Though the Federal Reserve Board members are appointed and removed by the U.S. President and confirmed by the Senate, according to the Want to Know Website, the Federal Reserve is a privately owned institution controlled by large private banks as a result the government has no control over their decisions. Powerful bankers like J.P. Morgan had a great amount of power and control over the formation and management of monetary policy due to their power over the Federal Reserve with Congress having no influence. Another fact worthy of pointing out is the fact that non of the money in circulation is backed by any real value such as gold or silver due to President Nixon in 1971. Furthermore, all banks especially the Federal Reserve has at one time only 3% to 10% of all credit issued held in reserve as bank notes therefore the Federal Reserve is not truly federal nor a full reserve the website reports. The fact that the “United States Federal Reserve System” is printed on every U.S. bank-note raises serious questions. The history of origins date back to 1910 at the Jekyll Island resort where several powerful men who just happened to be the richest families at the time crafted legislation that eventually passed in 1913. The families in question are none other than the Rockefellers, J.P. Morgan family and the Rothschilds. Many objected to its passing as fears of turning over control of the nation’s money to private bankers would allow the rich to become ultra rich at the expense of the public. Some notable discussion on this topic comment on the secretive nature of the Federal Reserve (according to Wikipedia):

“A large and varied group of criticisms have been directed against the Federal Reserve System. One group of criticisms, typified by the Austrian School, criticize the Federal Reserve as an unnecessary and counterproductive interference in the economy. Other critiques include arguments in favor of the gold standard and criticisms of an alleged lack of accountability or culture of secrecy within the Reserve. Finally, a group of conspiracy theories make various charges against the Federal Reserve, generally claiming the Federal Reserve System is actually a scheme to enrich a few wealthy bankers at the expense of the public.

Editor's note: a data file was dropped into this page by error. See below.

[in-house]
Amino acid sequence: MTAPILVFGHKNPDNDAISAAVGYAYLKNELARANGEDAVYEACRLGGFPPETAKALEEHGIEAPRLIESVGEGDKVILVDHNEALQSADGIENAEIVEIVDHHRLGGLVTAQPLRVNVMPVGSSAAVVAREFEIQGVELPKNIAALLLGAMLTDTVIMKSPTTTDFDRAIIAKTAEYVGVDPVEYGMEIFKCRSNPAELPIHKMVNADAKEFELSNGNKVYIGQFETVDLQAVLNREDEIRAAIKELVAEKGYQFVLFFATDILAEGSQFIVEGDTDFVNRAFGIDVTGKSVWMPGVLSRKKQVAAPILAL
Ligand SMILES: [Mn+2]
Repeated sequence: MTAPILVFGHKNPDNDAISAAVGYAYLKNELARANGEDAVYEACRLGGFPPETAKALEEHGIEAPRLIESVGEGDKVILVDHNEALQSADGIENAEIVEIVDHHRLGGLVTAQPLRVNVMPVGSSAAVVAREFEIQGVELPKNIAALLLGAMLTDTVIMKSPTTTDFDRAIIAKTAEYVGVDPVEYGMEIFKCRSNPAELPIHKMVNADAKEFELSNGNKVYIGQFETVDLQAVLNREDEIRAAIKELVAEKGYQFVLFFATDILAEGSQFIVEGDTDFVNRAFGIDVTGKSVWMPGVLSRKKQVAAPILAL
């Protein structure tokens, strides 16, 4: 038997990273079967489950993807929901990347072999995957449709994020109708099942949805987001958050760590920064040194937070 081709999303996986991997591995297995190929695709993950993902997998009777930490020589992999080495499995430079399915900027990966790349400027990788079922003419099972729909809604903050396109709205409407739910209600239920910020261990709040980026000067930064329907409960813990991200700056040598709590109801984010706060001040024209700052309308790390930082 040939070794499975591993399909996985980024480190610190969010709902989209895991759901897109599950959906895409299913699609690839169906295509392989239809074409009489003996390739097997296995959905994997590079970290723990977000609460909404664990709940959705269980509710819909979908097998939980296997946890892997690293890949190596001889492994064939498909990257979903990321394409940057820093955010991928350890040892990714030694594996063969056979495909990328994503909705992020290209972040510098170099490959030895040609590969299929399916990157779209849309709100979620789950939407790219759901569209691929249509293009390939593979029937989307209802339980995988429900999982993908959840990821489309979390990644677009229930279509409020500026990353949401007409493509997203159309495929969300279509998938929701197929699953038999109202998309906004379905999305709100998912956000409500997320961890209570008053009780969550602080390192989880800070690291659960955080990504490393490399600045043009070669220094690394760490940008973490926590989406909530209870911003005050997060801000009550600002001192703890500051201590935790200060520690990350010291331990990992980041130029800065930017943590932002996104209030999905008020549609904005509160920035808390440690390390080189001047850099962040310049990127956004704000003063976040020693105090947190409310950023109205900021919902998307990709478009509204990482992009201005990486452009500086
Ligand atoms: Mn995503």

Economists of the Austrian School such as Ludwig von Mises contend that the Federal Reserve’s artificial manipulation of the money supply leads to the boom/bust business cycle that has occurred over the last century. Many economic libertarians … believe that the Federal Reserve’s manipulation of the money supply to stop ‘gold flight’ from England caused, or was instrumental in causing, the Great Depression.”

Another important aspect to note, fractional-reserve banking refers to the standard banking practice of issuing more money than the bank holds as reserves. As the Want to Know website states:

“Banks in modern economies typically loan their customers many times the sum of the cash reserves that they hold. Did you know that for every dollar in your checking or savings account, the bank can legally loan out $10 or more?

Here’s a description of fraction reserve banking’s origins from a standard university macroeconomics text:

‘When the ancients began to use gold in making transactions, it became apparent that it was both unsafe and inconvenient for consumers and merchants to carry gold and have it weighed and assessed for purity every time a transaction was negotiated. It therefore became commonplace to deposit one’s gold with goldsmiths whose vaults or strongrooms could be used for a fee. Upon receiving a gold deposit, the goldsmith issued a receipt to the depositor. Soon goods were traded for the goldsmiths’ receipts and the receipts became the first kind of paper money.

At this point the goldsmiths – embryonic bankers – used a 100% reserve system; their circulating paper money receipts were fully backed by gold. But, given the public’s acceptance of the goldsmiths’ receipts as paper money, the goldsmiths became aware that the gold they stored was rarely redeemed. Then some adroit banker hit on the idea that paper money could be issued in excess of the amount of gold held. Goldsmiths [then began to issue] additional ‘receipts’ … into circulation by making interest-earning loans in the form of gold receipts. This was the beginning of the fractional reserve system of banking.’

The college text from which the above quote is taken does not question the propriety of goldsmiths creating these new ‘receipts’ or money without any gold backing, without any authority, and indeed without any real reason to do so other than to enrich themselves. In fact, the text even praises the questionable behavior of the one who began this hidden form of corruption as ‘adroit.’